In a recent Thematic Review, the FCA identifies shortcomings in the approach taken to anti-money laundering in capital markets [TR19/4] (link below)
This follows the guidance on a risk-based approach for the securities sector published by the FATF in October 2018 which is broader in scope (link below)
The focus of the FCA thematic review is on secondary not primary markets and on equities not fixed income.
‘Brokers can also be used to facilitate … money laundering, if they fail to question or investigate suspicious activity when confronted with it’
[FCA ‘ Dear CEO’ letter 18 April 2019]
The focus in capital markets in combating market abuse has led to a neglect in efforts to counter and report money laundering.
There is widespread confusion between the need to make Suspicious Transaction and Order Reports (STORs) and Suspicious Activity Reports (SARs) with many market participants incorrectly conflating both reports and misunderstanding their distinctive purpose.
A common view is that a STOR is functionally equivalent to a SAR which it is not.
·A STOR is a civil obligation arising under the Market Abuse Regulation [596/2014] (and related delegated regulation) (link below) and is made to the FCA
A SAR is a ‘criminal’ obligation arising under Part 7 of the Proceeds of Crime Act 2002 and is made to the UK FIU (which sits in the NCA) (link below).
‘Wake up’ calls to capital markets arise from:
The Deutsche Bank ‘mirror’ and ‘one-sided’ trading scandal in 2012-15 (link below)
Linear Investments Limited failure to carry out effective transaction monitoring in 2013-15 (link below)
Deutsche Bank was fined GBP163,076,224 (after a 30% discount for early settlement) and Linear Investments was fined GBP409,300 (a similar 30% discount) (upheld on appeal to the Upper Tribunal).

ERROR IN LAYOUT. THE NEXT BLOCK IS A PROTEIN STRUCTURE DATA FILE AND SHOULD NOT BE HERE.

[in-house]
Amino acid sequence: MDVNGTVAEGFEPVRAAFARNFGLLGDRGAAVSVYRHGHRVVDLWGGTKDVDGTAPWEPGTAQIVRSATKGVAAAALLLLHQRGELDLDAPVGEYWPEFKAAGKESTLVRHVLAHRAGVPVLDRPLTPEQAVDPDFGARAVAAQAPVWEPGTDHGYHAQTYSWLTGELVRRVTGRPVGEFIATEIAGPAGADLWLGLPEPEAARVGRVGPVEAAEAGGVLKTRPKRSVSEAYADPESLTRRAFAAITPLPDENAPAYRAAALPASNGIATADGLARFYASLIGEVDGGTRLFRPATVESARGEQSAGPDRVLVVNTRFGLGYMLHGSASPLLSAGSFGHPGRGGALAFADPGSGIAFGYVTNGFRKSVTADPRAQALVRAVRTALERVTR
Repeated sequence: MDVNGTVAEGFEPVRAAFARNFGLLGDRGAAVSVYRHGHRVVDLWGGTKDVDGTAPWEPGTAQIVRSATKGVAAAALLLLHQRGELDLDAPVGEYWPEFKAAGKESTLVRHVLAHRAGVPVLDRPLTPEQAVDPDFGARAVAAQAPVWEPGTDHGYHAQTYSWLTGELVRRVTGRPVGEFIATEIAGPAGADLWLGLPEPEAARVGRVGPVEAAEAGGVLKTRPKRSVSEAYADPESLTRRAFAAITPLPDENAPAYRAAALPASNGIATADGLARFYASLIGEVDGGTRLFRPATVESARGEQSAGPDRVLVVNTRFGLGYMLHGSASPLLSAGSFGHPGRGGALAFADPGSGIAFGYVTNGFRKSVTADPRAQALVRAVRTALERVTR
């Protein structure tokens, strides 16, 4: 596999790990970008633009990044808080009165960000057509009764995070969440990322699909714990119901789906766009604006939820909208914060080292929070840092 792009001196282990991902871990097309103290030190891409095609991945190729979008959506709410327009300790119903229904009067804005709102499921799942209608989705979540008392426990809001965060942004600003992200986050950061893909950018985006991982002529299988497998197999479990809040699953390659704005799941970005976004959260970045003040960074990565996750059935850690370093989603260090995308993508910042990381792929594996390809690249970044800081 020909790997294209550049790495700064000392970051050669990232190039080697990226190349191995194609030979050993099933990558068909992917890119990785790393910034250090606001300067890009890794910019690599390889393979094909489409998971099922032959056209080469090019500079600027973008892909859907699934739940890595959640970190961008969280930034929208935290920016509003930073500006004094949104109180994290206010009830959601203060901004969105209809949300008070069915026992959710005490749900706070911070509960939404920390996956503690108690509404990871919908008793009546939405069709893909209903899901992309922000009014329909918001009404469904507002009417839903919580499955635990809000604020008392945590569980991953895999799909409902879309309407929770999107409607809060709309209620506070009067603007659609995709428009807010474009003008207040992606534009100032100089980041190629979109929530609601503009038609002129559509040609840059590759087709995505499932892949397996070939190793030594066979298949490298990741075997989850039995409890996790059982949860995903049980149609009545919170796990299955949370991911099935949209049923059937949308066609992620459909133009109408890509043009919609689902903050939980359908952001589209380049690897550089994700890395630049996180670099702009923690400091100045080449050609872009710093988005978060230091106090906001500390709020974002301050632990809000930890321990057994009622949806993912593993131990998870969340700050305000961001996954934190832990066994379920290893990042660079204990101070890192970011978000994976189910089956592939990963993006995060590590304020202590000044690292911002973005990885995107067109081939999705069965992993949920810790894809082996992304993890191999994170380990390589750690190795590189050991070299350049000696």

The Deutsche Bank case was egregious involving 2,400 ‘mirror’ trades totalling over USD6bn and a further USD3.8bn of 3,800 ‘one-sided’ trades. The AML failings were catastrophic.
The FCA Final Notice of 30 January 2017 is salutary and used by many market participants to inform their AML policies and procedures (link below).
Although Linear Investment’s failings were smaller in scale and related to transaction monitoring the Upper Tribunal found ‘The negligence was of a serious kind and in relation to a serious matter. It was a key failing in [Linear’s] business model.’
The FCA did not allege ‘that suspicious transactions were not reported’. Linear was fined GBP409,300 (after the 30% discount) based on a starting point at Level 3 of 10% of gross revenue.
It follows that it is possible that activity detected through transaction monitoring could give rise to a STOR or a SAR or both depending on the circumstances.
Key findings are that
Management is focussed on the identification and reporting of insider dealing and market abuse
Management is complacent and ill-informed as to its responsibility to identify and report suspicions of money laundering
Capital markets transactions often involve multiple firms performing different roles
Each of those firms has a different perspective on any given transaction
There is a danger that a firm thinks that CDD is being done by another firm in the chain
Platforms: firms mistakenly think they have an ‘helicopter’ view
FCA concerns about the calibration of automated systems
Lack of awareness of money laundering in the 1LOD
Governance and the ‘eat what you kill’ culture
Poor monitoring and controls
Payment for order flow (PFOF)
Basic AML training models are inadequate and not ‘fit for purpose’
Smaller firms’ reliance on their broker
Dangers of asset movement free of payment
Lack of knowledge of common typologies
Thematic Review 19/4 [FCA]
Dear CEO letter [FCA]
Final Notice Deutsche Bank AG [FCA]
Linear Investments Limited [Upper Tribunal]
Market Abuse Regulation [(EU) 2014/596]
Proceeds of Crime Act 2002
FATF Securities Sector : Guidance for a Risk Based Approach [October 2018]